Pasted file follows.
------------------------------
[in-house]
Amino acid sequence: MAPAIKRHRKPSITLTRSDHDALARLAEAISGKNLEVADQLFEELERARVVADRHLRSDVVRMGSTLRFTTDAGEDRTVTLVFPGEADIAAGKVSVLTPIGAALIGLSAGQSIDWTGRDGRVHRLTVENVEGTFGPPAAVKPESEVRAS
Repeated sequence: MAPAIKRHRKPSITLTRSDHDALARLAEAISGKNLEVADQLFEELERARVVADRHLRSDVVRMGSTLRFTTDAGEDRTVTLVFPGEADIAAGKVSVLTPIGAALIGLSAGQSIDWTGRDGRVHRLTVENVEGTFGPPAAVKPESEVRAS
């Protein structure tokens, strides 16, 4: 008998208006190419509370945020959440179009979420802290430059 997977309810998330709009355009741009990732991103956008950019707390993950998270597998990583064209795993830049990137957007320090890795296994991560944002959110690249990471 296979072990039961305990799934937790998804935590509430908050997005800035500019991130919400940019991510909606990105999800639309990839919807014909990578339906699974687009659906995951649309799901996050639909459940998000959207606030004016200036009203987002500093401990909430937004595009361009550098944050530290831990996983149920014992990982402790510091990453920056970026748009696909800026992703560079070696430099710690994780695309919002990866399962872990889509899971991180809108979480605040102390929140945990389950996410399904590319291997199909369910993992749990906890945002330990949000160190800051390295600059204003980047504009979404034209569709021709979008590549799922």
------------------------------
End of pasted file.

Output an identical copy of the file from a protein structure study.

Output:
[in-house]
Amino acid sequence: MAPAIKRHRKPSITLTRSDHDALARLAEAISGKNLEVADQLFEELERARVVADRHLRSDVVRMGSTLRFTTDAGEDRTVTLVFPGEADIAAGKVSVLTPIGAALIGLSAGQSIDWTGRDGRVHRLTVENVEGTFGPPAAVKPESEVRAS
Repeated sequence: MAPAIKRHRKPSITLTRSDHDALARLAEAISGKNLEVADQLFEELERARVVADRHLRSDVVRMGSTLRFTTDAGEDRTVTLVFPGEADIAAGKVSVLTPIGAALIGLSAGQSIDWTGRDGRVHRLTVENVEGTFGPPAAVKPESEVRAS
């Protein structure tokens, strides 16, 4: 008998208006190419509370945020959440179009979420802290430059 997977309810998330709009355009741009990732991103956008950019707390993950998270597998990583064209795993830049990137957007320090890795296994991560944002959110690249990471 296979072990039961305990799934937790998804935590509430908050997005800035500019991130919400940019991510909606990105999800639309990839919807014909990578339906699974687009659906995951649309799901996050639909459940998000959207606030004016200036009203987002500093401990909430937004595009361009550098944050530290831990996983149920014992990982402790510091990453920056970026748009696909800026992703560079070696430099710690994780695309919002990866399962872990889509899971991180809108979480605040102390929140945990389950996410399904590319291997199909369910993992749990906890945002330990949000160190800051390295600059204003980047504009979404034209569709021709979008590549799922």